Exercise video games can help people with dementia

12/04/2021

A combination of cognitive and movement training can improve brain function, mobility and symptoms of depression in people with dementia. That is the conclusion of an international study conducted at residential care centers De Wingerd and the University Psychiatric Center Z.org KU Leuven. This is the first time such a study has been conducted. Talk about cross-pollination between health, high-tech and creativity!


As brain function gradually declines, people with dementia, including its most common form Alzheimer’s disease, lose their ability to plan and remember things. Their motor skills deteriorate and they show behavioural issues. Ultimately, those affected are no longer able to handle daily life alone and need comprehensive care. It is estimated that there are 194100 people with dementia in Belgium. Each year, 52100 new cases are diagnosed. To date, there is no available drug to cure this disease.

A clinical study carried out in Belgium by an international team of researchers from, among others, KU Leuven and ETH Zürich, has now suggested for the first time that cognitive motor training can improve the cognitive and physical skills of significantly impaired people with dementia.

Exergame

In their study, the researchers used a so-called exergame, a type of video game that is used to exercise. They recruited 45 study participants, all residents of care homes De Wingerd and the University Psychiatric Center Z.org KU Leuven. The participants were 85 years old on average and experienced severe dementia symptoms.

The exergame consists of a screen and a floor panel with four fields that measure steps, weight displacement and balance. Dots on the screen indicate which of the field the player should tap. This enables them to train physical movement and cognitive function simultaneously. When players respond fast and correctly, the games become more challenging.

The participants were randomly assigned to two groups. The first group individually trained for fifteen minutes three times per week for a total period of eight weeks. A physical therapist designed an individual program for each participant, adapted to their functionality, cognition, and health status. The control group individually watched music videos of their choice. After the programme, the researchers compared the physical, cognitive and mental capacity of the participants to the same measurements at the start of the study.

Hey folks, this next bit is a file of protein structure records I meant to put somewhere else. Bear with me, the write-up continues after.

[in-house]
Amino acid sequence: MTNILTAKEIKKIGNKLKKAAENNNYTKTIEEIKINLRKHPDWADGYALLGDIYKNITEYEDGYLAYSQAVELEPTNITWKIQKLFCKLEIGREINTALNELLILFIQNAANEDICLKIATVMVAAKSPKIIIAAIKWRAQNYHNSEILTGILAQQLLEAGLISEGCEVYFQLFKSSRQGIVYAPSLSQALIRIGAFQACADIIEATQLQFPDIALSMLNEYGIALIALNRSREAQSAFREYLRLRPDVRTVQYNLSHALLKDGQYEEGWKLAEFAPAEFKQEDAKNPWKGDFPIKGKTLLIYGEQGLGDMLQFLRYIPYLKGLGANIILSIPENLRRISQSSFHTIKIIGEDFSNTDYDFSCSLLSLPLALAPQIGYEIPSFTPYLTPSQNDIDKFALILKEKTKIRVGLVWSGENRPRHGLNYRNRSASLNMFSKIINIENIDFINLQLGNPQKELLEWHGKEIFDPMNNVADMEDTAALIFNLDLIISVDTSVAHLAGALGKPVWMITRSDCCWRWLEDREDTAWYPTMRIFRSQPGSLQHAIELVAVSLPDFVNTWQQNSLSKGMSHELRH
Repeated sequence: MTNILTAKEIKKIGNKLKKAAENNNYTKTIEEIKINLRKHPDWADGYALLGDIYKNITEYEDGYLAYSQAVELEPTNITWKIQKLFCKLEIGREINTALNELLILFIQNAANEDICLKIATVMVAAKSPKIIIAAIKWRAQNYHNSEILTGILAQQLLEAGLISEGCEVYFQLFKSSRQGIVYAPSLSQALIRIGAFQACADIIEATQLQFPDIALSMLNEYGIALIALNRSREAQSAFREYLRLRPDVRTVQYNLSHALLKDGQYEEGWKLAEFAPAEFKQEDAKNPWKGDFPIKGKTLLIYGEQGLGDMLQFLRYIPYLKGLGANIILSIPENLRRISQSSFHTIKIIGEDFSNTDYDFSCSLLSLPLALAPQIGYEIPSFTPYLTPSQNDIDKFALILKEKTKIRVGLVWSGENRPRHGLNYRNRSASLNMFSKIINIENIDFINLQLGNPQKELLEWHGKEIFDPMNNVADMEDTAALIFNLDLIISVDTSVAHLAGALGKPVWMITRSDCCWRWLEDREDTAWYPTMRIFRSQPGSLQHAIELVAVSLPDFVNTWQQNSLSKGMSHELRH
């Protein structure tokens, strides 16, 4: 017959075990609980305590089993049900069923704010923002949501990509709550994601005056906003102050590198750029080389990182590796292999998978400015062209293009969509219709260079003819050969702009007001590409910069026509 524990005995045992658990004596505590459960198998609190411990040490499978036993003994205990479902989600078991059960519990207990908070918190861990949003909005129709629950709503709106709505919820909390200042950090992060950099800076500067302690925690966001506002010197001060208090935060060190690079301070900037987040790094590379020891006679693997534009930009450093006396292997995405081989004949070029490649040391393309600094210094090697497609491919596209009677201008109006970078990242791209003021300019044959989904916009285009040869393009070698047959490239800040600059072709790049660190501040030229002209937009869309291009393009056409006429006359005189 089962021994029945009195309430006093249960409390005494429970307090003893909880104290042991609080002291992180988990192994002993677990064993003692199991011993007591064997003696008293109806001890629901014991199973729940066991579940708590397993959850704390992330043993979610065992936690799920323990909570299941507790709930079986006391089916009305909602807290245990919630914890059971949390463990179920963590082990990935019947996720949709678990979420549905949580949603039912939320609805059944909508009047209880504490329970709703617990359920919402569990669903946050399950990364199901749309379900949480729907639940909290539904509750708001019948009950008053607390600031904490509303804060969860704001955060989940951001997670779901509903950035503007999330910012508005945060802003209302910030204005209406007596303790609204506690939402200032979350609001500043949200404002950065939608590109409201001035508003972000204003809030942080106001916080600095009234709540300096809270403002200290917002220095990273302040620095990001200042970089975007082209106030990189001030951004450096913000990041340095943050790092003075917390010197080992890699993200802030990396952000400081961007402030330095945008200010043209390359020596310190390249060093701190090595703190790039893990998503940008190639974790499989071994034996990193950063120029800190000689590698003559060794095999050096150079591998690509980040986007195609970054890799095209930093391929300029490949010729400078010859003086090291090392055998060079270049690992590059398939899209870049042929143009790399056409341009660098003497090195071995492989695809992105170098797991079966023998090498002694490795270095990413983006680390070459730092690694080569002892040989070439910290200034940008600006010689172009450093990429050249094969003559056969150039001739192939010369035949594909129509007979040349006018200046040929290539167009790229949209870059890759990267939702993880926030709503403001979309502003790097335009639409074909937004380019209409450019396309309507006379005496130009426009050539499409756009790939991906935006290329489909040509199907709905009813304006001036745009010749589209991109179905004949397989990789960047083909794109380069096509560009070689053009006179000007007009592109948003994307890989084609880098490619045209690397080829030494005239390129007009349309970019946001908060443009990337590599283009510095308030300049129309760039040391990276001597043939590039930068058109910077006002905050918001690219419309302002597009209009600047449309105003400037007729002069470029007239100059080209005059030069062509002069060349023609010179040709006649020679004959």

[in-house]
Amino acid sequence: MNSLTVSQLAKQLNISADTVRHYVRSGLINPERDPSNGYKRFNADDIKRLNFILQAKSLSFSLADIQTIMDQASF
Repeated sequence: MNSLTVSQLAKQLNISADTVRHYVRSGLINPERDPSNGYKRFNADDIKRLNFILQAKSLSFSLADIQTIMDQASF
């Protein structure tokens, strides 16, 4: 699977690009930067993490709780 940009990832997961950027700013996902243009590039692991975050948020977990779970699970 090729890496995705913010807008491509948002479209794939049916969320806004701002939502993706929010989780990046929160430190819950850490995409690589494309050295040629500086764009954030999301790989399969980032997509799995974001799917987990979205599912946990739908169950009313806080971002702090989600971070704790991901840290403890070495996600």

Significant difference

The results show that training with the exergame enhanced cognitive skills, such as attention, concentration, memory and orientation. The participants also experienced significantly less symptoms of depression. Finally, the playful training also had a positive effect on their physical capabilities, such as reaction time. “This is encouraging, since the speed with which older people respond to impulses is critical to be able to avoid fall,” says Nathalie Swinnen of the Research Group for Adapted Physical Activity and Psychomotor Rehabilitation at KU Leuven.

Notably, the second, control group deteriorated further over the eight-week period. “We had expected that people with dementia would be more likely to deteriorate without the training,” adds Swinnen.

“Previous research has already shown that exercise can delay symptoms of dementia,” says KU Leuven Professor Davy Vancampfort. “However, it can be difficult to motivate people to exercise, especially on an ongoing basis. For the first time, this study suggests that targeted play can not only delay, but also reduce symptoms of dementia.”



Source: KU Leuven